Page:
About Us: ExCollege History
Fifty Years and Counting. What seems clear after nearly fifty years is that, along with being a center for academic innovation, the Ex College is best known as a place where students and faculty work together on an equal footing. At present, the Experimental College offers over seventy credit-bearing undergraduate electives enrolling more than 1500 students annually. These courses are the result of a unique collaboration between faculty and student volunteers who interview all applicants and review course materials, thus playing a major part in the selection of a curriculum that, each semester, broadens and deepens the offerings in Arts and Sciences.
Establishment, 1964-1968. The first board of the Experimental
College was composed of faculty members representing four different
fields: engineering, social science, natural science, and
humanities, with one member-at-large. Almost immediately after
convening, the board broke from Tufts' tradition by including
students in the decision-making process of the college. By the
spring of 1966, the board unanimously agreed that its four student
members be given full voting rights and that a two-thirds majority
be required for all major decisions.
Student Activism, 1969-1973. "Relevance" in the classroom, a key demand in the student rhetoric of the sixties, conjures images of gradeless classes, courses on consciousness, and open classrooms. In the Ex College, "relevance" in the classroom was funneled into an explosion of peer-led classes and courses on contemporary political issues. Its flexibility and openness made it an ideal place to absorb students' political activity and demand for academic alternatives. The university's African American Studies and Women's Studies programs were started in the Experimental College during this period, as was one of its most successful innovations, Explorations, a student-led seminar program that combines advising and academics for entering students, initiated in 1972.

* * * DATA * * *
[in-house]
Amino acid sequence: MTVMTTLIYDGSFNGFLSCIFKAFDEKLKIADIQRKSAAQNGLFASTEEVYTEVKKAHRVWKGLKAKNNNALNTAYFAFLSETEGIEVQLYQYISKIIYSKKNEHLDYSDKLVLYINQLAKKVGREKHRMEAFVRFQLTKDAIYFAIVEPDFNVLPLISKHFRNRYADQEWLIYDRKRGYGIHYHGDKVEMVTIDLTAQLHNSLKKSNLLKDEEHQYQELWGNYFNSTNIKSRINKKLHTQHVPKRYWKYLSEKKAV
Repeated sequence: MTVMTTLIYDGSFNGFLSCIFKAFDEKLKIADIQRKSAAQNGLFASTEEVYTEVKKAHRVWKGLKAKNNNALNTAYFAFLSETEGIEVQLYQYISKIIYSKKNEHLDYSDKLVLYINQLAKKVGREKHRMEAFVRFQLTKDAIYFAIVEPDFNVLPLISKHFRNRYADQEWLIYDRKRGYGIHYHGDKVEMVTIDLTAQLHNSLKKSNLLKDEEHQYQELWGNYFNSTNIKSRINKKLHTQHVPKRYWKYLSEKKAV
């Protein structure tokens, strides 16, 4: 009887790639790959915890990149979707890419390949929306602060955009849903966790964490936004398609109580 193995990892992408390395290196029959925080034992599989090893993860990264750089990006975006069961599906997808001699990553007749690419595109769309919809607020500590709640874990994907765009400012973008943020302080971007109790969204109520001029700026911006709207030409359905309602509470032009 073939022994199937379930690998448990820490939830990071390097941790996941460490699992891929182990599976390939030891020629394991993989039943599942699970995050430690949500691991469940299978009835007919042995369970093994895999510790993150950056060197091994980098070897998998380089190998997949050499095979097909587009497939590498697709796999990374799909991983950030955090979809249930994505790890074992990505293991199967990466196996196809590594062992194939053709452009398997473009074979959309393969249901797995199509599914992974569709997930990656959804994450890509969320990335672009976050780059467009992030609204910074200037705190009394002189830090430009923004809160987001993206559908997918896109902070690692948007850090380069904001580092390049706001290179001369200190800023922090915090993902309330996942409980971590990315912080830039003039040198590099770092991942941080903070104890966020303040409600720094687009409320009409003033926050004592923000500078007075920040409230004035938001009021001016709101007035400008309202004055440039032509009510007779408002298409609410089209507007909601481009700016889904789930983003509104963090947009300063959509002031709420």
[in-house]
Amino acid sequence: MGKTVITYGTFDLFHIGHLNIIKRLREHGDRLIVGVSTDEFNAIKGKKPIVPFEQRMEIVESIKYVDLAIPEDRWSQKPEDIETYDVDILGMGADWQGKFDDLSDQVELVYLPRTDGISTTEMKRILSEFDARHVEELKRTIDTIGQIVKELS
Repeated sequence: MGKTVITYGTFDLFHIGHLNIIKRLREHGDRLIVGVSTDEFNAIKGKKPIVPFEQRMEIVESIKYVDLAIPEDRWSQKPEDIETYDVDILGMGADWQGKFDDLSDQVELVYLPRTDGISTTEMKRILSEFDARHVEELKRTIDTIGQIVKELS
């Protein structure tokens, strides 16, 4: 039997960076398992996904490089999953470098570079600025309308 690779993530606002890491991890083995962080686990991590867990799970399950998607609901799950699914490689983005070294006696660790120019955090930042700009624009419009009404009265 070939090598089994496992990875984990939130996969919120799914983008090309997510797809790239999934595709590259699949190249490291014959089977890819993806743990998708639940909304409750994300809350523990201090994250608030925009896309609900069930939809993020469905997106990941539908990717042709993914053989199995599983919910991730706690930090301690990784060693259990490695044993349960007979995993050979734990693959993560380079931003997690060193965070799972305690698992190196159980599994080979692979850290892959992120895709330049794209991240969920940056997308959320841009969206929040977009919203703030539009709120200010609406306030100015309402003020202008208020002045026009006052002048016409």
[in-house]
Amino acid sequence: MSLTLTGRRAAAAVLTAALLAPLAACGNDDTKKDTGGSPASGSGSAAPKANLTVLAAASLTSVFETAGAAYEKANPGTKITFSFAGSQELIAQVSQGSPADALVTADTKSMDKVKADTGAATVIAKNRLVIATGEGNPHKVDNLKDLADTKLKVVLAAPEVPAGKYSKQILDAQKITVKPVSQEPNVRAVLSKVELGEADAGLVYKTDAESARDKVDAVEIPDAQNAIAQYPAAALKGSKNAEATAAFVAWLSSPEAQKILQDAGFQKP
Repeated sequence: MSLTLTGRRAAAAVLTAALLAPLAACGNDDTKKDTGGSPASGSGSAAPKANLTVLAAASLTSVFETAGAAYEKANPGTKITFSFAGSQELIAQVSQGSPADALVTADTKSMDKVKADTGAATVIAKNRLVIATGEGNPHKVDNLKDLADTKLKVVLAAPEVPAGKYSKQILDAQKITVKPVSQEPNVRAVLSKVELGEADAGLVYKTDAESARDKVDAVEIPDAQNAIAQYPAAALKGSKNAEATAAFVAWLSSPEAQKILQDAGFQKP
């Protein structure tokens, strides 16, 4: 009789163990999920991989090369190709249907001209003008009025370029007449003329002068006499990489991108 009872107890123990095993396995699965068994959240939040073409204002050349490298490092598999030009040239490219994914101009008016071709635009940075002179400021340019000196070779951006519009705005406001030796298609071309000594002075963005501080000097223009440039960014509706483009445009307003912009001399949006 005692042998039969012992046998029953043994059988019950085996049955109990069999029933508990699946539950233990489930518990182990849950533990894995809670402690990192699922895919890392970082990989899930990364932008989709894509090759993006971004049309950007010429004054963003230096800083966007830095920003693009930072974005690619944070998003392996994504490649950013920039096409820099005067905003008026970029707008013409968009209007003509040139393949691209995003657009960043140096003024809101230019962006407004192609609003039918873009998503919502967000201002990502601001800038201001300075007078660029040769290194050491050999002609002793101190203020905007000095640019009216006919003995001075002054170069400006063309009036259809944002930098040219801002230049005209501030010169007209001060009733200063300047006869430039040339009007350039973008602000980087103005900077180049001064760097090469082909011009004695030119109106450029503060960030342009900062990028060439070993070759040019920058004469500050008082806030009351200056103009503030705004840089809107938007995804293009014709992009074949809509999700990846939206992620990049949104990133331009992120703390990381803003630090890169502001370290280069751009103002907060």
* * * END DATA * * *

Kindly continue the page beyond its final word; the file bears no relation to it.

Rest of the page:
The Struggle for a Permanent Charter, 1974-1979. By 1974, the Experimental College continued to display a capacity for growth and innovation. From its first course on the contemporary European novel to interdisciplinary science courses, to women's studies classes, to seminars on communications and law, the Ex College was able to adapt to a changing student culture. It was through this strength that the Ex College won a permanent charter in 1979. An outside evaluating committee reached the conclusion that for the Experimental College "to have survived and flourished as an innovative, undergraduate educational enterprise was nothing short of remarkable."
Growth and Change, 1979-1993. Along with continuing to
emphasize Tufts' commitment to undergraduate education through the
testing of new ideas and courses, after 1979 the mission of the
college took an important turn: developing and housing programs that
did not fit well in the regular curriculum. Thus, the new charter
meant that the Ex College -- along with testing such courses as
American Sign Language, Arabic, Chinese, Hebrew, ethnomusicology,
and jazz -- was now viewed as the appropriate venue for housing
curricular innovations. This led to a decision on the part of the
board to offer a special course intended to promote honest dialogue
on campus, Race Awareness Within American Society. Moreover, the
first two of a number of multidisciplinary programs, Peace and
Justice Studies and Communications and Media Studies, were
established as satellite programs. In 1990 the faculty approved
independent status for Peace and Justice Studies, and it is now a major.
Media, Technology, and the Future. In 1996, the
Communications and Media Studies program, while continuing to be
housed in the Ex College, won approval as an interdisciplinary
minor. At almost the same time, the university embarked on a wiring
project in the residence halls which, in turn, opened up the
opportunity for educational access television on campus. After a
three-year process of negotiation and study by the faculty, TUTV,
the student-run, campus TV station, became another member of the Ex
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